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  • Q&A with Australian Health Practitioners

    What is keratoconus? What are the treatment options?

    Is keratoconus a serious condition and what are my options?
  • Find a professional to answer your question

  • Dr Dana Robaei

    Ophthalmologist (Eye Specialist)

    Dr Robaei completed her undergraduate medical degree with Honours at the University of New South Wales (UNSW). Her ophthalmology specialist training was completed at Sydney … View Profile

    Keratoconus causes progressive thinning of the cornea. The cornea is the clear window at the front of the eye, which focuses light onto the retina. The cornea is normally smooth and dome-shaped. However, in keratoconus, it becomes very thin, irregular, and starts to protrude like a cone. This causes blurred vision that is often not correctable with glasses. Keratoconus usually involves both eyes, however one eye may be more advanced than the other.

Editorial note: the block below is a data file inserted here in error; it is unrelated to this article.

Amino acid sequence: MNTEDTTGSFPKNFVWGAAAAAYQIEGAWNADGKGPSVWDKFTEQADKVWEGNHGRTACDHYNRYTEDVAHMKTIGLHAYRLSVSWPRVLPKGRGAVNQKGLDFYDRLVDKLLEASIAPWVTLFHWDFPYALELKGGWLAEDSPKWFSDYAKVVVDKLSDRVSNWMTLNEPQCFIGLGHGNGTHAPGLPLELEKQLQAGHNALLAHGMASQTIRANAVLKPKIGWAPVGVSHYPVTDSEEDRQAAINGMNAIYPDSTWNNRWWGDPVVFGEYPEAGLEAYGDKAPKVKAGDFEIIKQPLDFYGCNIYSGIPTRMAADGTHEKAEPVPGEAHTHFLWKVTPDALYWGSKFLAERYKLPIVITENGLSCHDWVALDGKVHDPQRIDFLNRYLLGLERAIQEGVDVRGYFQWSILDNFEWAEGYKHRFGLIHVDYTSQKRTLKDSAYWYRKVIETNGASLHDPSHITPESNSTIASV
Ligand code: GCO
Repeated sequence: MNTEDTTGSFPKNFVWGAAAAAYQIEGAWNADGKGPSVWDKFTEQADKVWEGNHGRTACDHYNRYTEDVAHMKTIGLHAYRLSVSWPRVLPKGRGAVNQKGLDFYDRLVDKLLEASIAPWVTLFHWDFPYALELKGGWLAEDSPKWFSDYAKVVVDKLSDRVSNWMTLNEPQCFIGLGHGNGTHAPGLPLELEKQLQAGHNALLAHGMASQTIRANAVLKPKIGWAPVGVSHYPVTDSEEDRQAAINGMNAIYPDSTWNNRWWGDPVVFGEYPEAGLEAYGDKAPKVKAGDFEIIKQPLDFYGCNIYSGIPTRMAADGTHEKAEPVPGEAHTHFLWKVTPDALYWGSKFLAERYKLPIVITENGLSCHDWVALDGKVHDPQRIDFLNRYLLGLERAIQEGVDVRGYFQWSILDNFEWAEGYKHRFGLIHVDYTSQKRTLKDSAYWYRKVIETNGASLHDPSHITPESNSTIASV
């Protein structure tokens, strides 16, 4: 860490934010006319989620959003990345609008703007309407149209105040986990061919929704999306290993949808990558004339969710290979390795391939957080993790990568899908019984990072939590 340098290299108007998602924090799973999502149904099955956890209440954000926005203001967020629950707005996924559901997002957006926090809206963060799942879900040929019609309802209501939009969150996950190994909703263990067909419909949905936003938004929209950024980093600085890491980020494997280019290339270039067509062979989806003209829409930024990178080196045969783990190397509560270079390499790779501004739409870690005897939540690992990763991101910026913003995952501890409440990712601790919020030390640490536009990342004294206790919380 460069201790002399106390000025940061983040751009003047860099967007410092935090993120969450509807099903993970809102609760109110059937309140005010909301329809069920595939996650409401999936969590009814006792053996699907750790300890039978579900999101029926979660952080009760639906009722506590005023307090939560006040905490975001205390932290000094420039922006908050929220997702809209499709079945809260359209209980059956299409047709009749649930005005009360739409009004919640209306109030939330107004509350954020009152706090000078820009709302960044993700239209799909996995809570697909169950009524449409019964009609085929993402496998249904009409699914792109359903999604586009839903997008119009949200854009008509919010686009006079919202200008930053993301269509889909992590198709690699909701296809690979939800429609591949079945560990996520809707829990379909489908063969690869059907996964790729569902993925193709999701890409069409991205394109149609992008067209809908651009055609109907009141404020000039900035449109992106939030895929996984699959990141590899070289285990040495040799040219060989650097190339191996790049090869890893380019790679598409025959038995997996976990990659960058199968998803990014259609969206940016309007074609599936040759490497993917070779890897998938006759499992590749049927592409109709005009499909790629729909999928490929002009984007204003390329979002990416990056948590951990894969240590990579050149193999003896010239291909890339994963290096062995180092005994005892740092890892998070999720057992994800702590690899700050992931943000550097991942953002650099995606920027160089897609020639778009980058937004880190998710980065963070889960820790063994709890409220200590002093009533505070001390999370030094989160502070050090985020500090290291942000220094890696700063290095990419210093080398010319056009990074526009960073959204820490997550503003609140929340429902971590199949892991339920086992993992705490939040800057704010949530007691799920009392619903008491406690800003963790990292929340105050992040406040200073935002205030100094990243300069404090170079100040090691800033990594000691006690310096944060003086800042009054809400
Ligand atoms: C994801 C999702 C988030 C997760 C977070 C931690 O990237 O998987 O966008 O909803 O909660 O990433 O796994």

Vision can initially be corrected with glasses or contact lenses, but as the condition progresses, these no longer afford good vision, and a corneal transplant may be recommended.

    Keratoconus is best detected early, as there is effective treatment available to halt its progression and maintain good vision. This treatment is called corneal collagen cross-linking, which is effective in the vast majority.

    Read more about keratoconus at Forest Eye Surgery.

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